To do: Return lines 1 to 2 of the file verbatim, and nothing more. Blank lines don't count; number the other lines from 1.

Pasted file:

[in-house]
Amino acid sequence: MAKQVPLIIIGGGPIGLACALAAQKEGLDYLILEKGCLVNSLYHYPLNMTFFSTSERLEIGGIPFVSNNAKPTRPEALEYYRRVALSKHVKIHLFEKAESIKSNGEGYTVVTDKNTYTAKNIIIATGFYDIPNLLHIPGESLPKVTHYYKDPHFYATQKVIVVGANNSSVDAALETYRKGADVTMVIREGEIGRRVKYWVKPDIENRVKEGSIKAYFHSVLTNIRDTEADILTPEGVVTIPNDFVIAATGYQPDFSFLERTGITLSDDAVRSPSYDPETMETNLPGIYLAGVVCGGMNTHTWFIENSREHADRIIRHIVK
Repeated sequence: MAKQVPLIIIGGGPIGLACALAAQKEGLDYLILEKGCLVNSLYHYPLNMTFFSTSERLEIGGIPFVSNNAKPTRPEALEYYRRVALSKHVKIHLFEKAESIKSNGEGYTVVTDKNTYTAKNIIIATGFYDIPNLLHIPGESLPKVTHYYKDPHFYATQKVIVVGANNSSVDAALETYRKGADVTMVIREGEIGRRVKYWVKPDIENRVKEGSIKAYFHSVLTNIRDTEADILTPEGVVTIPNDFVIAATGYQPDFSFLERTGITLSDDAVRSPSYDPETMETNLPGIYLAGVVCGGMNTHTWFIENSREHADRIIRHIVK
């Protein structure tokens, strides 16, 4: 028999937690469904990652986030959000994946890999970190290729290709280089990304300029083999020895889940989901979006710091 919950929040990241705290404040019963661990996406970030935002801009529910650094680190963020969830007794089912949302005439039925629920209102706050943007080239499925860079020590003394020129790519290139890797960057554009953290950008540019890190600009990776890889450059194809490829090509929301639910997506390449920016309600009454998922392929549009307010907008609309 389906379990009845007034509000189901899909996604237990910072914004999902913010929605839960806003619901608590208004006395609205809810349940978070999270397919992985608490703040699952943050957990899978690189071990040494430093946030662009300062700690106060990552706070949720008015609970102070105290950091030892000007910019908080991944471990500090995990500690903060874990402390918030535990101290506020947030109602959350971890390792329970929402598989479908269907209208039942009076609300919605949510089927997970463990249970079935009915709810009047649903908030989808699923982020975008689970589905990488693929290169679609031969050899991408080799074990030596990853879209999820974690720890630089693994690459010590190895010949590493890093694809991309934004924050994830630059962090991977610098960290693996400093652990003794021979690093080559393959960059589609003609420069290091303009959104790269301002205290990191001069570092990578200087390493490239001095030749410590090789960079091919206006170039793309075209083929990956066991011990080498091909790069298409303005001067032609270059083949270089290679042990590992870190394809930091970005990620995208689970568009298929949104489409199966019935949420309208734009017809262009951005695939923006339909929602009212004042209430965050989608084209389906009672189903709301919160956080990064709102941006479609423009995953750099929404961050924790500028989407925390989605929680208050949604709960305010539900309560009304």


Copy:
[in-house]
Amino acid sequence: MAKQVPLIIIGGGPIGLACALAAQKEGLDYLILEKGCLVNSLYHYPLNMTFFSTSERLEIGGIPFVSNNAKPTRPEALEYYRRVALSKHVKIHLFEKAESIKSNGEGYTVVTDKNTYTAKNIIIATGFYDIPNLLHIPGESLPKVTHYYKDPHFYATQKVIVVGANNSSVDAALETYRKGADVTMVIREGEIGRRVKYWVKPDIENRVKEGSIKAYFHSVLTNIRDTEADILTPEGVVTIPNDFVIAATGYQPDFSFLERTGITLSDDAVRSPSYDPETMETNLPGIYLAGVVCGGMNTHTWFIENSREHADRIIRHIVK